A team from the University of Chicago has created a tool to help give artists more control over their work and protect it from AI.
AI models use massive amounts of data and images as part of their learning process. This has sparked heated debate on the ethics and legality of using copyrighted material and artists’ work without permission or compensation.
Numerous companies and organizations are working on a solution, but MIT Technology Review reports that Ben Zhao, a professor at the University of Chicago, led a team that created a new tool: Nightshade. This is the same team that created Glaze, a masking tool that hides an artists’ unique style from AI models.
According to the outlet, Nightshade works in a similar manner, altering pixels in a way that makes AI models believe the picture is something completely different from what it really is, all while being imperceptible to the naked eye.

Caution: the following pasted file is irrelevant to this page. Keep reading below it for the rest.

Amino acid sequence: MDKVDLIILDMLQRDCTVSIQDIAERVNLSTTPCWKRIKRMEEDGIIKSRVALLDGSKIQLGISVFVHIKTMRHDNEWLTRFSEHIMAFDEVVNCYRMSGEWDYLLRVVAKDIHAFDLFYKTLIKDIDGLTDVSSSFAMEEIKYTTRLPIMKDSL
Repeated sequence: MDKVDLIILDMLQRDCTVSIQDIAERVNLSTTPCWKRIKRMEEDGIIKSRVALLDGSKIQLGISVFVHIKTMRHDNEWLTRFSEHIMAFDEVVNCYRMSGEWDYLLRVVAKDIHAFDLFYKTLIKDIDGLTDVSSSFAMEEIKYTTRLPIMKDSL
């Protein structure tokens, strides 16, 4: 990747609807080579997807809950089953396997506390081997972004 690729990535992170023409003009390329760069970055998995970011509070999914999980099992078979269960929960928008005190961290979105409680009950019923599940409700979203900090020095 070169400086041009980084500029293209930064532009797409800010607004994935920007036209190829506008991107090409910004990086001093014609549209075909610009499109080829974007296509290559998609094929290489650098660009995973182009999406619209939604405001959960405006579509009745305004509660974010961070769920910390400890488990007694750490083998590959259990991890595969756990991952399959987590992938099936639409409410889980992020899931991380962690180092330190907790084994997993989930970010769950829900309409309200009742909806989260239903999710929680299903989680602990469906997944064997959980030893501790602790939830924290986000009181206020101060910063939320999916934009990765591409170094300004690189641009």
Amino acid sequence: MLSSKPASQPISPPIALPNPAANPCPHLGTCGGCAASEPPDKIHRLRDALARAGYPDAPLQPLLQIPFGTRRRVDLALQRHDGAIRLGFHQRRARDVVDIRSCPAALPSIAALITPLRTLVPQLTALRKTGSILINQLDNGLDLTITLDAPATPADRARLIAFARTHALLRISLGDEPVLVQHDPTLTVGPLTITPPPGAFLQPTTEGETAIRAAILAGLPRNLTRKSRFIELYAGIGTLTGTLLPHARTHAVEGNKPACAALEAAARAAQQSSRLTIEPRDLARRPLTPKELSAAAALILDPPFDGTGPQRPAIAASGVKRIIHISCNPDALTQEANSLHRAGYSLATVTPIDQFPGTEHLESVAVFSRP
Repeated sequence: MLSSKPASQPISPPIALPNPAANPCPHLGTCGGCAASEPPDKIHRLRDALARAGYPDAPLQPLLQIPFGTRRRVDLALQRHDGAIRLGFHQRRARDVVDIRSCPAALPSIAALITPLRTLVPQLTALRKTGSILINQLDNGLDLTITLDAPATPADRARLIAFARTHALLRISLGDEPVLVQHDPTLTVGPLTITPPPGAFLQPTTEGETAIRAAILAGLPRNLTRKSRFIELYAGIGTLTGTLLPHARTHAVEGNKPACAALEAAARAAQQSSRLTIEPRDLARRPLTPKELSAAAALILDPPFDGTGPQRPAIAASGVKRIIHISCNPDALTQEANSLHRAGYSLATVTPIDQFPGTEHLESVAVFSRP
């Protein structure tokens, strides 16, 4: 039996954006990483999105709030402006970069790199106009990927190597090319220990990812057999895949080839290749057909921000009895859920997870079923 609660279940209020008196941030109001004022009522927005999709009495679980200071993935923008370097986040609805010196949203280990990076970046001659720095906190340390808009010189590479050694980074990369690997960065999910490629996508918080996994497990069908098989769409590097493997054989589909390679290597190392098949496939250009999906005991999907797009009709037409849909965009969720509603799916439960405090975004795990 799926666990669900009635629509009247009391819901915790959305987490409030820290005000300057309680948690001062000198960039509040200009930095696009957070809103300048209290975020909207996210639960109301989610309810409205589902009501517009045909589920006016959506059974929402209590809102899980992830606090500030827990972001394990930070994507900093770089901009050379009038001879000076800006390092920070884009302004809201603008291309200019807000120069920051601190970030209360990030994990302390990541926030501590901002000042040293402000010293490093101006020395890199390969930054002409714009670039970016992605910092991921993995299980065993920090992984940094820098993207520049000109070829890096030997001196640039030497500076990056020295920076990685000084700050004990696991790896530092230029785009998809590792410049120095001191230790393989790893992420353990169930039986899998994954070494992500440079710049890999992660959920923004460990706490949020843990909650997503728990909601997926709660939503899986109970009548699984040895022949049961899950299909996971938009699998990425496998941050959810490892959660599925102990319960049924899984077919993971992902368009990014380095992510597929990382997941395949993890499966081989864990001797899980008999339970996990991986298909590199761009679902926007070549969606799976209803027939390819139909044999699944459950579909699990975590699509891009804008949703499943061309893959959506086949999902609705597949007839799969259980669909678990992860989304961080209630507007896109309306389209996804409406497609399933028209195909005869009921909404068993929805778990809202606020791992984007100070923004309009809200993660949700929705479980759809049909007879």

MIT says Zhao’s team will integrate the two tools:
The team intends to integrate Nightshade into Glaze, and artists can choose whether they want to use the data-poisoning tool or not. The team is also making Nightshade open source, which would allow others to tinker with it and make their own versions. The more people use it and make their own versions of it, the more powerful the tool becomes, Zhao says. The data sets for large AI models can consist of billions of images, so the more poisoned images can be scraped into the model, the more damage the technique will cause.
Artists seem eager to use Nightshade to protect their work.
“It is going to make [AI companies] think twice, because they have the possibility of destroying their entire model by taking our work without our consent,” said illustrator and artist Eva Toorenent.